Dance has been taken to the wider public on a number of levels seen in spectacular events sponsored by the Mayor of London, inviting reflection on the grandeur and wealth that built the monuments to royal and military might, the edifices that convey a complex history of empire. Sapnay (‘Dreams’, 2005), commissioned for the Mayor’s Trafalgar Square Festival, transformed all aspects of the site into performance platforms. Kathak exponent Gauri Sharma Tripathi and bharatanatyam and classically ballet-trained Mavin Khoo blended dance styles to a remixed sound score of ‘house’ music by DJ Matt Ross. Tripathi spoke of the challenge of creating in response to various textures and levels, of having to be aware of the three-dimensionality of the body with an audience on all sides. Sapnay played the classical vocabularies against and with contemporary and balletic movement, live drumming, with dancing in the fountain (reminiscent of a Bollywood scene) pushing the boundaries of permissible access of the square’s space. Waterscapes (2003) offered a nostalgic vision of the past, set in the courtyard of Somerset House. Inspired by the Heaven on Earth: Art from Islamic Lands exhibition, Pratap Pawar led a team of kathak choreographers (including Sushmita Ghosh, Amina Khayyam, Padma Sharma and Tripathi) in an evocation of Mughal court ceremony. Groups of dancers in rich silk costumes wove through the intermittent jets of water that rose from the ground, watched over by ‘courtiers’ and the contemporary London crowds. In 2010, Shobana Jeyasingh choreographed Counterpoint in the Somerset House fountains, also inspired by the history of power, the formality and linearity in the columns and square courtyard. The process included a mentoring and training programme for fifteen dancers, exemplifying one of the many outreach type activities often associated with South Asian dance projects. In contrast, Chitra Sundaram’s Awaaz/Voice (2006) turned Trafalgar Square into a stage for a socially conscious consideration of the experience of South Asian female migrants, including the often invisible female garment worker. Awaaz could be read at multiple levels, highlighting social disparity as well as hope for the future or luxuriating in the intensity of movement alone.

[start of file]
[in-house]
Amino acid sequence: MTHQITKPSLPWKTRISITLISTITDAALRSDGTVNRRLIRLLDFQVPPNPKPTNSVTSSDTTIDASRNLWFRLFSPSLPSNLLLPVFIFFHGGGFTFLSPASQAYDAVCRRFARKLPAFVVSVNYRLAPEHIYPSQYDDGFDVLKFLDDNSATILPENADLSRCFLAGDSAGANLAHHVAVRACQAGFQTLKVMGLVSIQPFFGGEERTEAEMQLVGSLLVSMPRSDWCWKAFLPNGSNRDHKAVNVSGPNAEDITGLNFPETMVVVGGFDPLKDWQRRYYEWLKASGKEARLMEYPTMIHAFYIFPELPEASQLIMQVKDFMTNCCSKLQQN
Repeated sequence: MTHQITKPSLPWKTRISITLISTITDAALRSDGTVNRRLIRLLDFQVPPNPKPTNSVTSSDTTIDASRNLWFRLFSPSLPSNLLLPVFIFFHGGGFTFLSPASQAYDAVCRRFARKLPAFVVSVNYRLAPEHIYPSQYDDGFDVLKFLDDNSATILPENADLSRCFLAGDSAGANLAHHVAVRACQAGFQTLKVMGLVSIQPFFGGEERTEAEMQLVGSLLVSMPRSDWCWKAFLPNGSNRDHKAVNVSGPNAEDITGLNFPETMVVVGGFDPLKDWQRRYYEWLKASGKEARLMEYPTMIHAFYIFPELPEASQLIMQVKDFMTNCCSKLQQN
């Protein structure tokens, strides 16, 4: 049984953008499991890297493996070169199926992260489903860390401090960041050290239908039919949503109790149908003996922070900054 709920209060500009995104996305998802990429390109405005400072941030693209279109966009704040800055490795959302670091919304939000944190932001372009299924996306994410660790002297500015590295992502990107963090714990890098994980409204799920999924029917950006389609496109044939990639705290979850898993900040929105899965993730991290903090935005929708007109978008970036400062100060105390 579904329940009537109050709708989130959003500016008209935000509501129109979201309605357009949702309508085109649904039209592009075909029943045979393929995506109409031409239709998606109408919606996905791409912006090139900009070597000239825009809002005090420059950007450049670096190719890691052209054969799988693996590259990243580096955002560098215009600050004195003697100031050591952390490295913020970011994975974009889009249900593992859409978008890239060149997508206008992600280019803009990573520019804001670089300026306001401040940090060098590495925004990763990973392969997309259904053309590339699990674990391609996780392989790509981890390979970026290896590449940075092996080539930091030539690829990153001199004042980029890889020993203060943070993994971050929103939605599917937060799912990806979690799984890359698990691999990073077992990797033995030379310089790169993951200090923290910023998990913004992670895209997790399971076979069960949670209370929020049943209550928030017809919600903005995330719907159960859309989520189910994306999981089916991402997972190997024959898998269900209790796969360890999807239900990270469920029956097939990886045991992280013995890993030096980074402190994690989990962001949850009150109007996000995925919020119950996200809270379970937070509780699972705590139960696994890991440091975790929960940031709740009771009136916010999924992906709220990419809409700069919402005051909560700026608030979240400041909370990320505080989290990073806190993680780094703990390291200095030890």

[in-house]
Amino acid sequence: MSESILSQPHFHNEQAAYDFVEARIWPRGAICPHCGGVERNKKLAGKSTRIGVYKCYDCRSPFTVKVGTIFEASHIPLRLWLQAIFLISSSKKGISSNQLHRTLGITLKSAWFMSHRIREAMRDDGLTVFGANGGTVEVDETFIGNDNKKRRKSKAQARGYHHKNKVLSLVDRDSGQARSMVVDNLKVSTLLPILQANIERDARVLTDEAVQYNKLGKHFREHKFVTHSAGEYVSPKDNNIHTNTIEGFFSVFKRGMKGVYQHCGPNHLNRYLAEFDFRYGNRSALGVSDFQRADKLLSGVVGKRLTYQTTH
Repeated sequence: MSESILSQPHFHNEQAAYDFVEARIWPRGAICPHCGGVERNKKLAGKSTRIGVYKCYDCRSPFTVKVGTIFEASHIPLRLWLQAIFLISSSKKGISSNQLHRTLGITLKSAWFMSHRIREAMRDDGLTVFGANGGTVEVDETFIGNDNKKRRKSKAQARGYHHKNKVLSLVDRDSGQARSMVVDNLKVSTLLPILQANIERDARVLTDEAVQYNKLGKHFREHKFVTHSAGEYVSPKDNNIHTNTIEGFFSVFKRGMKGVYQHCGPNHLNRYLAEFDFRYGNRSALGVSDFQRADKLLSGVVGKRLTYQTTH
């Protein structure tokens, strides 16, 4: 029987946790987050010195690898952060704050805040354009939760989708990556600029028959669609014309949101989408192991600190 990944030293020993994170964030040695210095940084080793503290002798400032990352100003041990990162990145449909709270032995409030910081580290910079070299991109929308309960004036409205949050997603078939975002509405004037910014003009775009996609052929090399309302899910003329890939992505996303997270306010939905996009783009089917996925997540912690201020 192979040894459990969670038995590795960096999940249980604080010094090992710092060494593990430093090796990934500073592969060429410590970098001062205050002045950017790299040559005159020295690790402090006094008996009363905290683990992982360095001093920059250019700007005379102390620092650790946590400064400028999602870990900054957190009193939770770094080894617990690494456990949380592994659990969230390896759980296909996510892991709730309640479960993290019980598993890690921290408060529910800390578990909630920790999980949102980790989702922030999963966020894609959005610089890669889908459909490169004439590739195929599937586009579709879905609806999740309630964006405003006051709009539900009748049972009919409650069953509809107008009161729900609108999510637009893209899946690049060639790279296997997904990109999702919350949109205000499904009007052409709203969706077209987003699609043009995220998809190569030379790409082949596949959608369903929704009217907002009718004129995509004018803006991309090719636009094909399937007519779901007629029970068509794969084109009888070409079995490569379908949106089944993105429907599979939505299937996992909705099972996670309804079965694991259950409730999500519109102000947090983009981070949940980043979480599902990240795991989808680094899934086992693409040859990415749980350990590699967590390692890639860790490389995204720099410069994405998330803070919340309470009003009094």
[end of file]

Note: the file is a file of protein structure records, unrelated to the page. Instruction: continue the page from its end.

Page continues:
Other examples of integration into the cultural fabric are seen in the celebrations of nation in the build-up to the Olympic and Paralympic Games. The multi-year Cultural Olympiad and the London 2012 Festival gave dance-goers an abundance of choices. The events were drawn from a broad spectrum, encompassing Britain’s multicultural diversity and postcolonial relations, seen in the South Asian dance and music 3D architectural project Mandala in Nottingham and Birmingham. In London, two Arts in Parliament programmes brought the South Asian dance classicism and community groups into the hallowed halls of government. Viewers entered Westminster Hall’s cavernous space through security checks and crash barriers; its high stone walls evoke an aura of power dating back to the eleventh century. The presentation of heritage contributes to perceptions of classical South Asian dance as evocations of elegance, discipline and officially-sanctioned art forms. Combining the linear and clear shapes of bharatanatyam gestural vocabulary with contemporary dance, Shobana Jeyasingh Dance Company’s TooMortal was presented under the auspices of the 2012 London Festival, set in historic churches where small audiences stood in front of the altar, looking back to the church entrance. To Cassiel’s remix of a score by James MacMillan, six dancers dressed in red used the high-backed pews as hiding places and launching pads, the symbolic space generating depths of meaning, creating a spiritual resonance that transcended cultural specificity.